“Co-morbidity in MS is a really hot topic at the moment. Comorbidity simply means the presence of another medical condition existing simultaneously, but independently of multiple sclerosis. My presentation from the NMSS-ECTRIMS Comorbidity meeting in Toronto earlier this year discusses the definition.”
“The study below using population-based administrative records confirms that MS is associated with a reduced survival compared to the general population. In this study the median age of death in MSers was 75.9 years compared to 83.4 years in the matched population. Importantly MS was associated with a 2-fold increased risk of death. Several co-morbidities were associated with increased hazard of death; these included diabetes, ischemic heart disease, depression, anxiety, and chronic lung disease. The most common causes of death in the MS population were diseases of the nervous system and diseases of the circulatory system. Mortality rates due to infectious diseases and diseases of the respiratory system were higher in the MS population. The latter is almost certainly been driven by MS itself and respiratory complications (aspiration pneumonia) as a result of having MS.”
“The elephant in the room with regard to this study’s findings is the fact that MS starts at a relatively young age (~30 years) and only reduces life expectancy by ~8 years. This means that MSers have to live most of their lives with disability. It is also apparent that MS is associated with co-morbidity that contributes to mortality. The latter observation has also been seen in other autoimmune diseases, for example rheumatoid arthritis where there is good evidence that systemic inflammation is driving peripheral vascular disease. In MS the presence of co-morbidity is associated with a poorer outcome and is one of the factors linked to progressive MS. Any holistic approach to progressive MS has to tackle comorbidities. For example, simvastatin may have worked in SPMS via its impact on comorbidities rather than a direct effect on MS. Our recent focus on brain health in MS addresses both the treatment of MS and the co-morbidities associated with MS.”
Epub: Marrie et al. Effect of comorbidity on mortality in multiple sclerosis. Neurology. 2015 May. pii: 10.1212/WNL.0000000000001718.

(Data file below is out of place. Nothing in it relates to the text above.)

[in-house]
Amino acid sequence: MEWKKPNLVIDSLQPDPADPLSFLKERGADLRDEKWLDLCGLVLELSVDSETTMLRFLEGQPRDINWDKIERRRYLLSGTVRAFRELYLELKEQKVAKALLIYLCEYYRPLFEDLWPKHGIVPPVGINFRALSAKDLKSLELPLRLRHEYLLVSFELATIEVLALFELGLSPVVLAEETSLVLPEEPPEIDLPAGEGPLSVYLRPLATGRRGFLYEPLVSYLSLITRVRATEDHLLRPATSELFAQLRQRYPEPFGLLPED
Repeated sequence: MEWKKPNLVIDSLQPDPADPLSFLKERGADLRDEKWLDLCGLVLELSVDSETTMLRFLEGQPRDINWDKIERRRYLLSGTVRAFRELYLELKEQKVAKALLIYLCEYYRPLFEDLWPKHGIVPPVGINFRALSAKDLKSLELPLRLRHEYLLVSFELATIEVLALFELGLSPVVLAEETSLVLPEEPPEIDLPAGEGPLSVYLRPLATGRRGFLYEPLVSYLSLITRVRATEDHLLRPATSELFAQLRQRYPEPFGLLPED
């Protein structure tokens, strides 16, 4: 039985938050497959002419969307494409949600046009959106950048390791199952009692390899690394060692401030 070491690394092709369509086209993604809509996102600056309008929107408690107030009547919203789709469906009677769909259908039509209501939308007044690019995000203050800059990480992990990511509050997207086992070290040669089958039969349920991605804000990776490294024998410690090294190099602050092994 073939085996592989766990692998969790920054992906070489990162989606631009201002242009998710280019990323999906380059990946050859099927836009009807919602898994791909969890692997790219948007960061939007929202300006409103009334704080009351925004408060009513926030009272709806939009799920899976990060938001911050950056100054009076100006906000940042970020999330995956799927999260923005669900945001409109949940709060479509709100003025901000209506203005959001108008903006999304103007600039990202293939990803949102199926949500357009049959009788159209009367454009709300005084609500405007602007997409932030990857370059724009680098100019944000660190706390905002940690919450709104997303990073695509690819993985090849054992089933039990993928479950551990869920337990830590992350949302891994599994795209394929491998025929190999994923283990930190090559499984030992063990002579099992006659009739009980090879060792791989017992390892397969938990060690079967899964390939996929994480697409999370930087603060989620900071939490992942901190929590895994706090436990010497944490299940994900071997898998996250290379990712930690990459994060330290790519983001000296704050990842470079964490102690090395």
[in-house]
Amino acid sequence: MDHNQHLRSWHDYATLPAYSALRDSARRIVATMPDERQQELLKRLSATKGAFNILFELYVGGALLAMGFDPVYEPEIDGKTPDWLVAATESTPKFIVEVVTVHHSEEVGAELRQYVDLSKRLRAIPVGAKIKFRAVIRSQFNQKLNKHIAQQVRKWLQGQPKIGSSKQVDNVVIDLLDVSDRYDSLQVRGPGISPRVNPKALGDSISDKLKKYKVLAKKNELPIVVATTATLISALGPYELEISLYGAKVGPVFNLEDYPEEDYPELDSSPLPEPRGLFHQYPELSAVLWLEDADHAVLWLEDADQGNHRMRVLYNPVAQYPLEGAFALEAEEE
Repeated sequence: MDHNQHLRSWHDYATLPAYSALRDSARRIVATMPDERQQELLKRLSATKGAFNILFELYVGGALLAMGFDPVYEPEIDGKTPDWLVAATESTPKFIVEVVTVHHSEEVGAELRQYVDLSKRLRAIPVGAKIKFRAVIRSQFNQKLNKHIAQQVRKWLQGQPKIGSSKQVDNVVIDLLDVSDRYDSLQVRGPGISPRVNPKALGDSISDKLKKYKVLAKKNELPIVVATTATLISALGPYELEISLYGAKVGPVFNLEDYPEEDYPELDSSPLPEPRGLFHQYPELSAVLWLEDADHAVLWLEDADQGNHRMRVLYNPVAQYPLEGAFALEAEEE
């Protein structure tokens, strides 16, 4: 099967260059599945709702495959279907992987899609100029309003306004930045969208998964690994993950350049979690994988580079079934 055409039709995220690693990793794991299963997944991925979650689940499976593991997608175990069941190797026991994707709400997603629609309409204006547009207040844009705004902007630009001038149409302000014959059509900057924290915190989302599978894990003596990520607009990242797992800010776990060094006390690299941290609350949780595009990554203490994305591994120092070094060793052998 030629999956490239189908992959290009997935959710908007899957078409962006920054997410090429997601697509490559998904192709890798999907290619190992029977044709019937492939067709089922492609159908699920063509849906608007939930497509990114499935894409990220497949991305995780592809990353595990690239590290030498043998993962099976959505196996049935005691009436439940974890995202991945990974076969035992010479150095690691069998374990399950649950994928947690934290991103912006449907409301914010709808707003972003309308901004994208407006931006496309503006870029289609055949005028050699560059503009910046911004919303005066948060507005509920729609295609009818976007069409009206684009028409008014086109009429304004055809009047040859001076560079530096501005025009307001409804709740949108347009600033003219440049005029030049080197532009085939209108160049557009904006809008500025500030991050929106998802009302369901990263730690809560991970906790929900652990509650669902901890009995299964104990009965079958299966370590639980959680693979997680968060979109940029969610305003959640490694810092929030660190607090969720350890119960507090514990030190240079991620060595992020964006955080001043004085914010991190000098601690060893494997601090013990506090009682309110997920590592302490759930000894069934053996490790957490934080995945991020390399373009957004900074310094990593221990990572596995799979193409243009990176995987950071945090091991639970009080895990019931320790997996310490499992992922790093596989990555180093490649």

OBJECTIVE: We aimed to compare survival in the multiple sclerosis (MS) population with a matched cohort from the general population, and to evaluate the association of comorbidity with survival in both populations.
METHODS: Using population-based administrative data, we identified 5,797 persons with MS and 28,807 controls matched on sex, year of birth, and region. We estimated annual mortality rates. Using Cox proportional hazards regression, we evaluated the association between comorbidity status and mortality, stratifying by birth cohort, and adjusting for sex, socioeconomic status, and region. We compared causes of death between populations.
RESULTS: Median survival from birth in the MS population was 75.9 years vs 83.4 years in the matched population. MS was associated with a 2-fold increased risk of death (adjusted hazard ratio 2.40; 95% confidence interval: 2.24-2.58). Several comorbidities were associated with increased hazard of death in both populations, including diabetes, ischemic heart disease, depression, anxiety, and chronic lung disease. The magnitude of the associations of mortality with chronic lung disease, diabetes, hypertension, and ischemic heart disease was lower in the MS population than the matched population. The most common causes of death in the MS population were diseases of the nervous system and diseases of the circulatory system. Mortality rates due to infectious diseases and diseases of the respiratory system were higher in the MS population.
CONCLUSION: In the MS population, survival remained shorter than expected. Within the MS population, comorbidity was associated with increased mortality risk. However, comorbidity did not preferentially increase mortality risk in the MS population as compared with controls.